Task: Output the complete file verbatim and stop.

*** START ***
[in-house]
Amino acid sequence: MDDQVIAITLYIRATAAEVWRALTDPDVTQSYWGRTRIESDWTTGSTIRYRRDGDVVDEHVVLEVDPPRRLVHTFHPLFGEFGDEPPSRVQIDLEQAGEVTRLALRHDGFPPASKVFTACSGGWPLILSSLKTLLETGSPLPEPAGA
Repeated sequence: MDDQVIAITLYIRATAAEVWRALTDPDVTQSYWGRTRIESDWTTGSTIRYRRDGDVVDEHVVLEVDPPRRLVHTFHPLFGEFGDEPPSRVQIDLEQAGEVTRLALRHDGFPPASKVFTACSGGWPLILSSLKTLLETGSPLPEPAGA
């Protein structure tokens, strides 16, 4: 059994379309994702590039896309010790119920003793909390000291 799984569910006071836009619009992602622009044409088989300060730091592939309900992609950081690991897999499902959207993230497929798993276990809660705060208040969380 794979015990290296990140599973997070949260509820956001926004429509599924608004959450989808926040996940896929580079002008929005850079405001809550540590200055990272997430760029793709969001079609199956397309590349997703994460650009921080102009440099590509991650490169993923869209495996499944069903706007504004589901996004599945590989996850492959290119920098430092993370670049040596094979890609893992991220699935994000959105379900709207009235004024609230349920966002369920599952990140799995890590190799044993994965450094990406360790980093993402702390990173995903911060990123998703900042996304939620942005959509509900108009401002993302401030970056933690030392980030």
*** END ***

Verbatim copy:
[in-house]
Amino acid sequence: MDDQVIAITLYIRATAAEVWRALTDPDVTQSYWGRTRIESDWTTGSTIRYRRDGDVVDEHVVLEVDPPRRLVHTFHPLFGEFGDEPPSRVQIDLEQAGEVTRLALRHDGFPPASKVFTACSGGWPLILSSLKTLLETGSPLPEPAGA
Repeated sequence: MDDQVIAITLYIRATAAEVWRALTDPDVTQSYWGRTRIESDWTTGSTIRYRRDGDVVDEHVVLEVDPPRRLVHTFHPLFGEFGDEPPSRVQIDLEQAGEVTRLALRHDGFPPASKVFTACSGGWPLILSSLKTLLETGSPLPEPAGA
């Protein structure tokens, strides 16, 4: 059994379309994702590039896309010790119920003793909390000291 799984569910006071836009619009992602622009044409088989300060730091592939309900992609950081690991897999499902959207993230497929798993276990809660705060208040969380 794979015990290296990140599973997070949260509820956001926004429509599924608004959450989808926040996940896929580079002008929005850079405001809550540590200055990272997430760029793709969001079609199956397309590349997703994460650009921080102009440099590509991650490169993923869209495996499944069903706007504004589901996004599945590989996850492959290119920098430092993370670049040596094979890609893992991220699935994000959105379900709207009235004024609230349920966002369920599952990140799995890590190799044993994965450094990406360790980093993402702390990173995903911060990123998703900042996304939620942005959509509900108009401002993302401030970056933690030392980030």